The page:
Norwich University – The Military College of Vermont is a private university located in Northfield, Vermont . It is the oldest private military college in the United States. The university was founded in 1819 at Norwich, Vermont, as the American Literary, Scientific and Military Academy. It is the oldest of six senior military colleges, and is recognized by the United States Department of Defense as the "Birthplace of ROTC" . Norwich University has a mixed student body that includes a Corps of Cadets and traditional civilian students. Wikipedia.
Hamilton L.,Norwich University
Rheumatology (Oxford, England) | Year: 2011
. To investigate the services offered to patients with AS in the UK in 2010. Two thousand non-health-care professional members of the National Ankylosing Spondylitis Society (NASS) were sent a questionnaire asking about their experiences surrounding diagnosis, treatment and access to therapies (response rate 40%). A separate questionnaire was sent to a consultant rheumatologist in every acute NHS trust in the UK, asking about services offered to patients with AS (response rate 68%). Overall, there was a mean diagnostic delay of 8.57 years. Almost one-third (32.2%) of patients were not reviewed in secondary care. Non-attendance was associated with increasing age and longer disease duration. Twenty per cent of patients were taking anti-TNF drugs, but 18.8% of departments reported that their ability to give anti-TNF therapy was restricted (64% reported primary-care trust rationing and 14% lack of staff). Almost all rheumatology departments had access to MRI, but 70.9% still used X-ray radiographs as their first-line investigation. A minority (5.6%) of patients reported they had never seen a physiotherapist, but less than one-third could self-refer for treatment during a flare. This is the first study to explore the services available to people with AS in the UK. Almost one-third of patients are not seen in rheumatology departments and therefore may be under-treated. For those who are seen, access to anti-TNF drugs and other therapies remains an issue.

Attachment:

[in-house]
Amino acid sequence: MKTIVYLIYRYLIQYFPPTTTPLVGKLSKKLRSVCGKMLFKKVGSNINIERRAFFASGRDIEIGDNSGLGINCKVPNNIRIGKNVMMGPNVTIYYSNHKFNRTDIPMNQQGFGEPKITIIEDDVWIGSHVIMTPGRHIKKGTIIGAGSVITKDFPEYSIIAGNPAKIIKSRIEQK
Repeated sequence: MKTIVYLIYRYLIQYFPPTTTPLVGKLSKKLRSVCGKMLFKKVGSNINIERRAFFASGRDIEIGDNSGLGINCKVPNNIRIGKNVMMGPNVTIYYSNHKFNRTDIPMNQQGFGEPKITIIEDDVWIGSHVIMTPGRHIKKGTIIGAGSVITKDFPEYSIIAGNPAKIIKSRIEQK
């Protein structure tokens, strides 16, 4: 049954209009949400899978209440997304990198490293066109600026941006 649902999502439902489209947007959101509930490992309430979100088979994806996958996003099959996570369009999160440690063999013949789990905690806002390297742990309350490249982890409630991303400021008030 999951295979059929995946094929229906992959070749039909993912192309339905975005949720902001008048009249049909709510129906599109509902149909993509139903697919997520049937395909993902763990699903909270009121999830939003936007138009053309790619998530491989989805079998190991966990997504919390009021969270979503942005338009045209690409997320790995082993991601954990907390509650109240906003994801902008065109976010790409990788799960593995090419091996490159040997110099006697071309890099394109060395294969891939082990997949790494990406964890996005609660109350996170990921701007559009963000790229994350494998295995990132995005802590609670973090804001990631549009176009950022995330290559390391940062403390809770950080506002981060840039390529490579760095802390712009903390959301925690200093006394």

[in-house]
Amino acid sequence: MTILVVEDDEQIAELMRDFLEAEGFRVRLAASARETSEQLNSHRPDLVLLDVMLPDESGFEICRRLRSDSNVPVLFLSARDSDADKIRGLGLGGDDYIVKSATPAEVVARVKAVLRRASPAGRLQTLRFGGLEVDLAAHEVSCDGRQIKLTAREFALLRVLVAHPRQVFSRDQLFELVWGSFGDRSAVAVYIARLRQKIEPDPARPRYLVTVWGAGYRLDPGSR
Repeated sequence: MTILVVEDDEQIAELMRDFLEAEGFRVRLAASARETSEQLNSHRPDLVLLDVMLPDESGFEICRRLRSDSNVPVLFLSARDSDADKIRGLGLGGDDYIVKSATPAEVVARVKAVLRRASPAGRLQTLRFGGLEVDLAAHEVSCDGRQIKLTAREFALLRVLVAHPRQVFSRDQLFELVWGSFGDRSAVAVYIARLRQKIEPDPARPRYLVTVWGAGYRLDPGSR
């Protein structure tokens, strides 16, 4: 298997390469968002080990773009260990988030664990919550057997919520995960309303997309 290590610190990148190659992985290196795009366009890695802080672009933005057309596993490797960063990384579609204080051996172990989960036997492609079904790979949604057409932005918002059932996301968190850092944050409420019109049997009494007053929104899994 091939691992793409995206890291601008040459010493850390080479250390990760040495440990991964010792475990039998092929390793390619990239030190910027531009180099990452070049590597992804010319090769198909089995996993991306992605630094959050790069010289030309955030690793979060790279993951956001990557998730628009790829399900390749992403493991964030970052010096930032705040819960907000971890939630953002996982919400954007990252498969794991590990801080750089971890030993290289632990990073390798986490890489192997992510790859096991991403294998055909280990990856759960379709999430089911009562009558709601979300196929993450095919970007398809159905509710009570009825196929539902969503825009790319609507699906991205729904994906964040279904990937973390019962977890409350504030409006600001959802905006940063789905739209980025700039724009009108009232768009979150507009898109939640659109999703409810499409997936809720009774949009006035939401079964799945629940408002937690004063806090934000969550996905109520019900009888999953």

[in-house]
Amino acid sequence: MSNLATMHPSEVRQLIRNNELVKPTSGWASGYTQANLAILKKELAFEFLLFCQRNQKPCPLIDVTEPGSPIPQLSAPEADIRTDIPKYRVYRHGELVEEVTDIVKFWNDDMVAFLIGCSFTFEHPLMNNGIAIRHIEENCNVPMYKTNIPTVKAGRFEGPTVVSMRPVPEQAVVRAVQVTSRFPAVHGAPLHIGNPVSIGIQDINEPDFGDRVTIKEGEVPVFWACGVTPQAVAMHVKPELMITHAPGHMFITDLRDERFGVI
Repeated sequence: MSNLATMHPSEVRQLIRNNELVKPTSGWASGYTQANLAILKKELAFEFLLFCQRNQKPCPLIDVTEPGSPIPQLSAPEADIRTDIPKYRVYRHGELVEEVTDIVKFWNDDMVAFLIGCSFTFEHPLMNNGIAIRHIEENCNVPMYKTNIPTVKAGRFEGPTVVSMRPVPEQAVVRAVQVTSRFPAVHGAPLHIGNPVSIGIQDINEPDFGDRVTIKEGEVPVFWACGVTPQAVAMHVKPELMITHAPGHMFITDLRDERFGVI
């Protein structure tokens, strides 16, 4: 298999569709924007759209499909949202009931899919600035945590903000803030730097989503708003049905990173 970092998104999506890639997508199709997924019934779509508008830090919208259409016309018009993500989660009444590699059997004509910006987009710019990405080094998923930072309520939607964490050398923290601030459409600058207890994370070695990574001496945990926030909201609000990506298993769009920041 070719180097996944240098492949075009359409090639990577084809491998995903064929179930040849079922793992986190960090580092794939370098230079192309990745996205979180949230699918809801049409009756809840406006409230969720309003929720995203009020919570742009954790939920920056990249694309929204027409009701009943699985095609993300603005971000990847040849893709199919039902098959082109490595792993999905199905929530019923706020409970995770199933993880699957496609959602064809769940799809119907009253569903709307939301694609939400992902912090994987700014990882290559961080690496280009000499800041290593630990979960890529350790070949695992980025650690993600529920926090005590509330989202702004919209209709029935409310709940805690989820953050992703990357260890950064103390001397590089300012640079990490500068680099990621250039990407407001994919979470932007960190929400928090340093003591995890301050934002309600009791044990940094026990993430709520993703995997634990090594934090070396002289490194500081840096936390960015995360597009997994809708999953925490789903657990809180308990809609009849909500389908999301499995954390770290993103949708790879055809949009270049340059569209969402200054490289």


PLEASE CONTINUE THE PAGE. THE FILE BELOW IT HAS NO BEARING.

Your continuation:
Tam M.D.,Norwich University
Anatomical sciences education | Year: 2010
Radiology and radiologists are recognized as increasingly valuable resources for the teaching and learning of anatomy. State-of-the-art radiology department workstations with industry-standard software applications can provide exquisite demonstrations of anatomy, pathology, and more recently, physiology. Similar advances in personal computers and increasingly available software can allow anatomy departments and their students to build their own three-dimensional virtual models. Appropriate selection of a data-set, followed by processing and presentation are the key steps in creating virtual models. The construction, presentation, clinical application, and educational potential of postprocessed imaging techniques including multiplanar reformats, minimum intensity projections, segmentation, volume-rendering, surface-rendering, fly-throughs, virtual endoscopy, angiography, and cine-loops are reviewed using examples created with only a personal computer and freeware software. Although only static images are presented in this article, further material is available online within the electronic version of this article. Through the use of basic and advanced image reconstruction and also paying attention to optimized presentation and integration, anatomy courses can be strengthened with appropriate radiological material. There are several key advantages for the anatomy department, which is equipped with the ability to produce virtual models using radiology images: (1) Opportunities to present anatomy using state-of-the-art technology as an adjunct to current practices, (2) a means to forge an improved relationship with the local radiology department, and (3) the ability to create material locally, which is integrated with the local curriculum avoiding the problem of information overload when using the internet or other commercially available resources.